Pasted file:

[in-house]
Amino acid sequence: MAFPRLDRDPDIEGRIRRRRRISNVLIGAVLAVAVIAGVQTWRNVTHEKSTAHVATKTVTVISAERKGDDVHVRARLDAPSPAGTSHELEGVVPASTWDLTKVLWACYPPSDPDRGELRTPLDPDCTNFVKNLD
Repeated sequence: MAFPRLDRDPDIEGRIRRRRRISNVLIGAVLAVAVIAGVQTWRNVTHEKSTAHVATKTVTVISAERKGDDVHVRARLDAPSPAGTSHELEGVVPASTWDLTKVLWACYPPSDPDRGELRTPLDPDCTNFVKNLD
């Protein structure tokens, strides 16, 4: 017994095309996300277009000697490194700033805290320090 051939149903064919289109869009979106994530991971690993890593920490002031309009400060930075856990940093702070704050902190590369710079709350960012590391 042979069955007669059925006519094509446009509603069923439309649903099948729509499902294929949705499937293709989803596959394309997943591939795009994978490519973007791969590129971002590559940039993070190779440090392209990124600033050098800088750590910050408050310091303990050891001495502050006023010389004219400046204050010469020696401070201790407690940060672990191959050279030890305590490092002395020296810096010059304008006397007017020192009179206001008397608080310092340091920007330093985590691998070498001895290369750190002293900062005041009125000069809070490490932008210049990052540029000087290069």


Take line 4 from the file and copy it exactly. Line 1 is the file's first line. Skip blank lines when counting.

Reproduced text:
């Protein structure tokens, strides 16, 4: 017994095309996300277009000697490194700033805290320090 051939149903064919289109869009979106994530991971690993890593920490002031309009400060930075856990940093702070704050902190590369710079709350960012590391 042979069955007669059925006519094509446009509603069923439309649903099948729509499902294929949705499937293709989803596959394309997943591939795009994978490519973007791969590129971002590559940039993070190779440090392209990124600033050098800088750590910050408050310091303990050891001495502050006023010389004219400046204050010469020696401070201790407690940060672990191959050279030890305590490092002395020296810096010059304008006397007017020192009179206001008397608080310092340091920007330093985590691998070498001895290369750190002293900062005041009125000069809070490490932008210049990052540029000087290069």